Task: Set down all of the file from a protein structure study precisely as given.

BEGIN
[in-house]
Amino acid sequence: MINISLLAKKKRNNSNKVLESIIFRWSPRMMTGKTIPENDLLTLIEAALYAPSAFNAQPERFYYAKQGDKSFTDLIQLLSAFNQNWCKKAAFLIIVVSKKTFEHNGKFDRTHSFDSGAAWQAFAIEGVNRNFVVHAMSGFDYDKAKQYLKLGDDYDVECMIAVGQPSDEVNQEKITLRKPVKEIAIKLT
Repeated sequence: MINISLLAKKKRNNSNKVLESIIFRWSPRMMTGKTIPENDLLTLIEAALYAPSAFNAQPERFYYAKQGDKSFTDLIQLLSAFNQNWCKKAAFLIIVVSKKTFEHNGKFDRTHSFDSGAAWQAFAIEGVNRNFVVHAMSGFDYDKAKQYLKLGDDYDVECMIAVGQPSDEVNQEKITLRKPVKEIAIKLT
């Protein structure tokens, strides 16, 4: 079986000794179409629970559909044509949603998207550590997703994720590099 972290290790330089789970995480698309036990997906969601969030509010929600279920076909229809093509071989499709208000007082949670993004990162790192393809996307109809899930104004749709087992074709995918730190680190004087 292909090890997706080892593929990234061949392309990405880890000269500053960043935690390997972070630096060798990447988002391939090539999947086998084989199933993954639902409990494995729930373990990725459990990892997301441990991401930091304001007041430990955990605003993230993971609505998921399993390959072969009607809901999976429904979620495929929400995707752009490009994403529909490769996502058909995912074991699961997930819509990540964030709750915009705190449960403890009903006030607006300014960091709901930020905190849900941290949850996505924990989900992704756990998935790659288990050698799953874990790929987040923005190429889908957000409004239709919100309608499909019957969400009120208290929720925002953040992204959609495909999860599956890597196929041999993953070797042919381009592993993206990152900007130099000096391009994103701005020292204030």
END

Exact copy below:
[in-house]
Amino acid sequence: MINISLLAKKKRNNSNKVLESIIFRWSPRMMTGKTIPENDLLTLIEAALYAPSAFNAQPERFYYAKQGDKSFTDLIQLLSAFNQNWCKKAAFLIIVVSKKTFEHNGKFDRTHSFDSGAAWQAFAIEGVNRNFVVHAMSGFDYDKAKQYLKLGDDYDVECMIAVGQPSDEVNQEKITLRKPVKEIAIKLT
Repeated sequence: MINISLLAKKKRNNSNKVLESIIFRWSPRMMTGKTIPENDLLTLIEAALYAPSAFNAQPERFYYAKQGDKSFTDLIQLLSAFNQNWCKKAAFLIIVVSKKTFEHNGKFDRTHSFDSGAAWQAFAIEGVNRNFVVHAMSGFDYDKAKQYLKLGDDYDVECMIAVGQPSDEVNQEKITLRKPVKEIAIKLT
């Protein structure tokens, strides 16, 4: 079986000794179409629970559909044509949603998207550590997703994720590099 972290290790330089789970995480698309036990997906969601969030509010929600279920076909229809093509071989499709208000007082949670993004990162790192393809996307109809899930104004749709087992074709995918730190680190004087 292909090890997706080892593929990234061949392309990405880890000269500053960043935690390997972070630096060798990447988002391939090539999947086998084989199933993954639902409990494995729930373990990725459990990892997301441990991401930091304001007041430990955990605003993230993971609505998921399993390959072969009607809901999976429904979620495929929400995707752009490009994403529909490769996502058909995912074991699961997930819509990540964030709750915009705190449960403890009903006030607006300014960091709901930020905190849900941290949850996505924990989900992704756990998935790659288990050698799953874990790929987040923005190429889908957000409004239709919100309608499909019957969400009120208290929720925002953040992204959609495909999860599956890597196929041999993953070797042919381009592993993206990152900007130099000096391009994103701005020292204030």